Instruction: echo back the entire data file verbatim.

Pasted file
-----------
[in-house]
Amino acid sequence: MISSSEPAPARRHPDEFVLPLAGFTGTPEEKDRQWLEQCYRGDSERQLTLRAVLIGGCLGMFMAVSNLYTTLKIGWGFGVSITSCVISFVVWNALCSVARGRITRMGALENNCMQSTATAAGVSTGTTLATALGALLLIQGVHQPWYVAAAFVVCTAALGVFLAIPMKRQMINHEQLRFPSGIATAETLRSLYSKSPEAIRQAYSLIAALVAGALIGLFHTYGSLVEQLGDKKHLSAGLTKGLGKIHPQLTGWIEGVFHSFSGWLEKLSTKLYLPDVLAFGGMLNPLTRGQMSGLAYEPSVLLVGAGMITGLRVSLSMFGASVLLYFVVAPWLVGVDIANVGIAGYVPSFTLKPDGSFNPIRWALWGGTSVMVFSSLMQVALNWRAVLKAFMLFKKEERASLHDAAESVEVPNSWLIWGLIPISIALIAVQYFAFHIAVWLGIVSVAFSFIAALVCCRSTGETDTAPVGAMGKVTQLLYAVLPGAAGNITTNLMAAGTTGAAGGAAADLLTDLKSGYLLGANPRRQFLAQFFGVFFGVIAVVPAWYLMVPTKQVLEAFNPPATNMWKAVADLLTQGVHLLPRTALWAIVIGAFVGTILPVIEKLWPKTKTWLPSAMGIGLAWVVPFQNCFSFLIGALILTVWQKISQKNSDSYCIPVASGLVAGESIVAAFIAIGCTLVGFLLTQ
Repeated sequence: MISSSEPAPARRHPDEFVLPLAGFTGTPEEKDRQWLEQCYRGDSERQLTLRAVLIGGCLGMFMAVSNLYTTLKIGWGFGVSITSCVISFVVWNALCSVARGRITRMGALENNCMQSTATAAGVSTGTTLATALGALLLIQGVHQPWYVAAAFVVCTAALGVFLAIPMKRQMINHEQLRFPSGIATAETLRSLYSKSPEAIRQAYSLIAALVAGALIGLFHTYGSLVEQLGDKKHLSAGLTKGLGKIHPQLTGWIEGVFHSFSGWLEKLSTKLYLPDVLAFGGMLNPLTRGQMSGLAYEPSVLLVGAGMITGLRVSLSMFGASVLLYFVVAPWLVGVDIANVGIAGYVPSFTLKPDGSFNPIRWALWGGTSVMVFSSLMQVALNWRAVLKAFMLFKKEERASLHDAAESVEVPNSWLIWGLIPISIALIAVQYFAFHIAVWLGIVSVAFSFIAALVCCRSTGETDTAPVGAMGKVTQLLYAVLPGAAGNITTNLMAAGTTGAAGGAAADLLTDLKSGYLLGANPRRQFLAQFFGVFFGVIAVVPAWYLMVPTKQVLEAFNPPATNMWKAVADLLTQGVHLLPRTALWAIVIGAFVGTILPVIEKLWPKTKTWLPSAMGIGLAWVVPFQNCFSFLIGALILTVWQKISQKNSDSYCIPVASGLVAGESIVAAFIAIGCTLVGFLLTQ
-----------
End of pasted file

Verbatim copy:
[in-house]
Amino acid sequence: MISSSEPAPARRHPDEFVLPLAGFTGTPEEKDRQWLEQCYRGDSERQLTLRAVLIGGCLGMFMAVSNLYTTLKIGWGFGVSITSCVISFVVWNALCSVARGRITRMGALENNCMQSTATAAGVSTGTTLATALGALLLIQGVHQPWYVAAAFVVCTAALGVFLAIPMKRQMINHEQLRFPSGIATAETLRSLYSKSPEAIRQAYSLIAALVAGALIGLFHTYGSLVEQLGDKKHLSAGLTKGLGKIHPQLTGWIEGVFHSFSGWLEKLSTKLYLPDVLAFGGMLNPLTRGQMSGLAYEPSVLLVGAGMITGLRVSLSMFGASVLLYFVVAPWLVGVDIANVGIAGYVPSFTLKPDGSFNPIRWALWGGTSVMVFSSLMQVALNWRAVLKAFMLFKKEERASLHDAAESVEVPNSWLIWGLIPISIALIAVQYFAFHIAVWLGIVSVAFSFIAALVCCRSTGETDTAPVGAMGKVTQLLYAVLPGAAGNITTNLMAAGTTGAAGGAAADLLTDLKSGYLLGANPRRQFLAQFFGVFFGVIAVVPAWYLMVPTKQVLEAFNPPATNMWKAVADLLTQGVHLLPRTALWAIVIGAFVGTILPVIEKLWPKTKTWLPSAMGIGLAWVVPFQNCFSFLIGALILTVWQKISQKNSDSYCIPVASGLVAGESIVAAFIAIGCTLVGFLLTQ
Repeated sequence: MISSSEPAPARRHPDEFVLPLAGFTGTPEEKDRQWLEQCYRGDSERQLTLRAVLIGGCLGMFMAVSNLYTTLKIGWGFGVSITSCVISFVVWNALCSVARGRITRMGALENNCMQSTATAAGVSTGTTLATALGALLLIQGVHQPWYVAAAFVVCTAALGVFLAIPMKRQMINHEQLRFPSGIATAETLRSLYSKSPEAIRQAYSLIAALVAGALIGLFHTYGSLVEQLGDKKHLSAGLTKGLGKIHPQLTGWIEGVFHSFSGWLEKLSTKLYLPDVLAFGGMLNPLTRGQMSGLAYEPSVLLVGAGMITGLRVSLSMFGASVLLYFVVAPWLVGVDIANVGIAGYVPSFTLKPDGSFNPIRWALWGGTSVMVFSSLMQVALNWRAVLKAFMLFKKEERASLHDAAESVEVPNSWLIWGLIPISIALIAVQYFAFHIAVWLGIVSVAFSFIAALVCCRSTGETDTAPVGAMGKVTQLLYAVLPGAAGNITTNLMAAGTTGAAGGAAADLLTDLKSGYLLGANPRRQFLAQFFGVFFGVIAVVPAWYLMVPTKQVLEAFNPPATNMWKAVADLLTQGVHLLPRTALWAIVIGAFVGTILPVIEKLWPKTKTWLPSAMGIGLAWVVPFQNCFSFLIGALILTVWQKISQKNSDSYCIPVASGLVAGESIVAAFIAIGCTLVGFLLTQ